Leap of Faith: Legal Marijuana Will Cut Obesity Rates

Look for a link, turn it into a policy, and obesity is on its way to being solved. It might not be foolproof, but it’s been tried. The current supposition is that the link seen in self-reported data for marijuana use, legalization, and lower BMI can be translated into a policy for reducing obesity. If you stop and think about it, this might work and it might not.

Joseph Sabia, Jeffrey Swigert, and Timothy Young have analyzed data on the legalization of medical marijuana and self-reported data from the Behavioral Risk Factor Surveillance System to find this link. They conclude that medical marijuana laws (MMLs) are associated with a two to six percent decline in the probability of obesity because:

MMLs [medical marijuana laws] may be more likely to induce marijuana use for health-related reasons among older individuals, and cause substitution toward lower-calorie recreational “highs” among younger individuals.

They go on to estimate that MMLs may save up to $115 per person annually in obesity-related medical costs.

It’s an interesting analysis that must be taken with a large grain of salt. It builds on data from other studies that found lower BMIs in people who report using marijuana. But at the end of the day, it’s a very fragile finding because it relies upon self-reports of multiple stigmatized observations: excess weight, alcohol use, and marijuana use. It’s tough enough to rely on self-reports for any one of these. Throw them all together, and you better be ready for a big leap of faith.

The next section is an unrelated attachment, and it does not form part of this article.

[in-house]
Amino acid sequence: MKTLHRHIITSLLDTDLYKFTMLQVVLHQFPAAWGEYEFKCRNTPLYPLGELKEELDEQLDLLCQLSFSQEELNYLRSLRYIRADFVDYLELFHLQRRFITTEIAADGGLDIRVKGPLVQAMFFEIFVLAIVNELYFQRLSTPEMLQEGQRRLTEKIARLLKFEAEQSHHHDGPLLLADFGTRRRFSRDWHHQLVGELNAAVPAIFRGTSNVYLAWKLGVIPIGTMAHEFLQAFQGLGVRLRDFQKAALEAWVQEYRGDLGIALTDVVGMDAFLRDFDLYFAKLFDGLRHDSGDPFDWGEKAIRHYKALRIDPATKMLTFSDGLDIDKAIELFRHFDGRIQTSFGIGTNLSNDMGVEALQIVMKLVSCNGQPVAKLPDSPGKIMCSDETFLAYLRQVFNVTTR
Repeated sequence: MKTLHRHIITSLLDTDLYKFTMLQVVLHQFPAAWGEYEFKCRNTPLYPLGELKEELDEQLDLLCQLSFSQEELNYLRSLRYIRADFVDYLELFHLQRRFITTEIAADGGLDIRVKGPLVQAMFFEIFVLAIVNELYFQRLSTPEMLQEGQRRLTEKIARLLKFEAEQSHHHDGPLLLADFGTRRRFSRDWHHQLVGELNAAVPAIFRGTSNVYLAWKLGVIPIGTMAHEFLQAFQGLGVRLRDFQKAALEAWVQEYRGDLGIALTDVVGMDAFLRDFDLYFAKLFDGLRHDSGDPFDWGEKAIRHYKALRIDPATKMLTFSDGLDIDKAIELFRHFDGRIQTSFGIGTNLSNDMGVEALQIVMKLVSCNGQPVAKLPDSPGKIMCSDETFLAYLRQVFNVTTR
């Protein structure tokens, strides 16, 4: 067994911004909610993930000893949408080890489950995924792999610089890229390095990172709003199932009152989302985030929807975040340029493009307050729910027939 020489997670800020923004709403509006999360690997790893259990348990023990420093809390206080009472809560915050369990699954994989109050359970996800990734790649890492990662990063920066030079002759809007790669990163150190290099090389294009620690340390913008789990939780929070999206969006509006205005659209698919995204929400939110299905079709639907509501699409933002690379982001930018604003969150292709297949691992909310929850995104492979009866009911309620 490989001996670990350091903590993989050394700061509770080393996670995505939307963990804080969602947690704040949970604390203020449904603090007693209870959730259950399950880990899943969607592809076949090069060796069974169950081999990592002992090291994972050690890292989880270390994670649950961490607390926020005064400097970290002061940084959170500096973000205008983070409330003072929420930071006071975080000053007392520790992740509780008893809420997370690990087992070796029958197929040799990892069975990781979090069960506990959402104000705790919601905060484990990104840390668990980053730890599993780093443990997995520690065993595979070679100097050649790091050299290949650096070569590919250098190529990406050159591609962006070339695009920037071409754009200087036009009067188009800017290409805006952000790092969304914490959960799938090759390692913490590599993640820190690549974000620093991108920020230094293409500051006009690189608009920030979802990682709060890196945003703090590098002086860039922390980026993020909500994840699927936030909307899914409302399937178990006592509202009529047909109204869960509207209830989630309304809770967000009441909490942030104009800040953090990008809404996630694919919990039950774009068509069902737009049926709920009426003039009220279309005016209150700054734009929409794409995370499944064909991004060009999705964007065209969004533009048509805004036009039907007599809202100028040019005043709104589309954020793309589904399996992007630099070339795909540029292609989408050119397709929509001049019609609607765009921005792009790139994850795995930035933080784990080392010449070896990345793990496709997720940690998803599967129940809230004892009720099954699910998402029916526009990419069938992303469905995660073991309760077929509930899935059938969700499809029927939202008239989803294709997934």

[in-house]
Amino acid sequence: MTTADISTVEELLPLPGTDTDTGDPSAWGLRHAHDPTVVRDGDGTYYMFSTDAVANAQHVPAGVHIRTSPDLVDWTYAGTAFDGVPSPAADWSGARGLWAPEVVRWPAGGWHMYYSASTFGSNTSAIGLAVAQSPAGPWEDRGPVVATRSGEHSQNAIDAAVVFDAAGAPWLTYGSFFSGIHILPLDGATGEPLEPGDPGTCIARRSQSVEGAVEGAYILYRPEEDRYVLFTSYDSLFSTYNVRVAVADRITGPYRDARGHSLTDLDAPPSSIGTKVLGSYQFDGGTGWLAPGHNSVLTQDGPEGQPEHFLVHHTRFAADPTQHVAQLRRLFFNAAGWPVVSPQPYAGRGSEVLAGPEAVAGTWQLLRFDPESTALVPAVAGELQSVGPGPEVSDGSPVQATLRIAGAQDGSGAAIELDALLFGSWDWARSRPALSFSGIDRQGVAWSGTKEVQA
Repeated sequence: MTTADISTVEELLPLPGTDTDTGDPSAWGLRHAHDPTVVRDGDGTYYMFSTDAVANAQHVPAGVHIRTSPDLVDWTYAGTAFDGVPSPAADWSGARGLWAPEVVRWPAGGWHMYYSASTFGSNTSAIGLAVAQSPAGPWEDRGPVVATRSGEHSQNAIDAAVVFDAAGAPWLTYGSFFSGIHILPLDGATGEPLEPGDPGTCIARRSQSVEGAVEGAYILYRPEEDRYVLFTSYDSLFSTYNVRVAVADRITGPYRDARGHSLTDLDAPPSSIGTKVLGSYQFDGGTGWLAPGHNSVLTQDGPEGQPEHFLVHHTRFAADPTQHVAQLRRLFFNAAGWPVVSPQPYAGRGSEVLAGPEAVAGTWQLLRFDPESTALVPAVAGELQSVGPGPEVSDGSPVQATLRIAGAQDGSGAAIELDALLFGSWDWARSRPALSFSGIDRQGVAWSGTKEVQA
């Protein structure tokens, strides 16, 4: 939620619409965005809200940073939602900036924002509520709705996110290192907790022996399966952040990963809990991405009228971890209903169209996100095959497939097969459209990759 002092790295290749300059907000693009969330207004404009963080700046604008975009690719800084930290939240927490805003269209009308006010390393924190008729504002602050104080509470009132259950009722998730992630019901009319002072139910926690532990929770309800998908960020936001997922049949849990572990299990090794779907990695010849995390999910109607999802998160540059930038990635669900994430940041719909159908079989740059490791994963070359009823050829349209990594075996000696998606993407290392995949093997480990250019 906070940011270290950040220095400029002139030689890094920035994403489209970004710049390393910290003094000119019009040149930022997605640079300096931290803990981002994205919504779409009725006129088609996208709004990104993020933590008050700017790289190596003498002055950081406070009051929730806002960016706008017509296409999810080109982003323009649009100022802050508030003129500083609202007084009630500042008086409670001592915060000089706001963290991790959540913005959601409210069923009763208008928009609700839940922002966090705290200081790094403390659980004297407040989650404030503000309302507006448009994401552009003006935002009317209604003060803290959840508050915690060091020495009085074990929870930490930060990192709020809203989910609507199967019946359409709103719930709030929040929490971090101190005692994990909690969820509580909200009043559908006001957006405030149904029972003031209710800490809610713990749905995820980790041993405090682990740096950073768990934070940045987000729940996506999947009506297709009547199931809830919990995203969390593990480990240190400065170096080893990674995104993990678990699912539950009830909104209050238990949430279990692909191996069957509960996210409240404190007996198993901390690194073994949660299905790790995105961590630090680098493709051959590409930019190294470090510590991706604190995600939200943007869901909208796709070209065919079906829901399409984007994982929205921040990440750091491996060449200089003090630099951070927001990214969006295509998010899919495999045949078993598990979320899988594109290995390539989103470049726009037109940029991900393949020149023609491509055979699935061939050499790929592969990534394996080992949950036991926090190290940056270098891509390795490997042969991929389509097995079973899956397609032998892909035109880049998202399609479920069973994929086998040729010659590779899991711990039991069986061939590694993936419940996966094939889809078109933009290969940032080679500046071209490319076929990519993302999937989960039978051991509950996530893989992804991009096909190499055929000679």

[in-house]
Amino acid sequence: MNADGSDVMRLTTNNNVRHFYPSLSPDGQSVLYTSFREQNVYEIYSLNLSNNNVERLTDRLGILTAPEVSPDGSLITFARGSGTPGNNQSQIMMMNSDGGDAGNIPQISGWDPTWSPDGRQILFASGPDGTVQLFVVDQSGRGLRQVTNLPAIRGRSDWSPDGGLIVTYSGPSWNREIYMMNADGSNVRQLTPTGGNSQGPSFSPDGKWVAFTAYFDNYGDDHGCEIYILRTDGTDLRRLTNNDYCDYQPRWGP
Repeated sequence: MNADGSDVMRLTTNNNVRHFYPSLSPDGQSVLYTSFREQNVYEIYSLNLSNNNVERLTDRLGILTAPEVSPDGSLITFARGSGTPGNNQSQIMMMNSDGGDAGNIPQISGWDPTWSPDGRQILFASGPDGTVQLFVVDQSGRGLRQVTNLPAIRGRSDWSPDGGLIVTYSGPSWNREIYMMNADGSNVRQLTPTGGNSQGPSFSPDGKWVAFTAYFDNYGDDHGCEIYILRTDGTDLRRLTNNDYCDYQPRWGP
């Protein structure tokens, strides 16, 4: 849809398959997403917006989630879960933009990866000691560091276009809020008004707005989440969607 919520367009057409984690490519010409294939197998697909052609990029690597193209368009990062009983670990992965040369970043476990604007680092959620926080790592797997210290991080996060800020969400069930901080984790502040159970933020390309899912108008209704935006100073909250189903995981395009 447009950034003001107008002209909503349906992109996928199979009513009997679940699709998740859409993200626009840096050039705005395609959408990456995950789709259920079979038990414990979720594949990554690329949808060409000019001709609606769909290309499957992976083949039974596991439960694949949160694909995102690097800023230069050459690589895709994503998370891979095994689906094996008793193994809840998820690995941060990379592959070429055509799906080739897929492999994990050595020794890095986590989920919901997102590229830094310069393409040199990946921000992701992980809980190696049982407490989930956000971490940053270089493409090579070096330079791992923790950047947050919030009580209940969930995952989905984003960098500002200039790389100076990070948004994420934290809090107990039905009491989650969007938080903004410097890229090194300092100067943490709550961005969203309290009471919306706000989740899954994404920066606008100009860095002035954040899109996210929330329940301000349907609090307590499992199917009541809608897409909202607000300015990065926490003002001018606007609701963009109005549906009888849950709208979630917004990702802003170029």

It’s an intriguing possibility, but we better not count on MMLs putting a real dent in obesity rates until we have some real evidence in hand.

Click here for more from the Washington Post and here for the study. Click here, here, and here for more studies of the link between marijuana use and obesity.

Marijuana, photograph © MarihuanayMedicina / flickr

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December 8, 2015

One Response to “Leap of Faith: Legal Marijuana Will Cut Obesity Rates”

  1. December 09, 2015 at 6:21 pm, Allen Browne said:

    Rimonabent (?sp) worked in Europe but seemed to have unacceptable side effects – I think it was suicide. But as you say, their methodology is barely suggestive at best.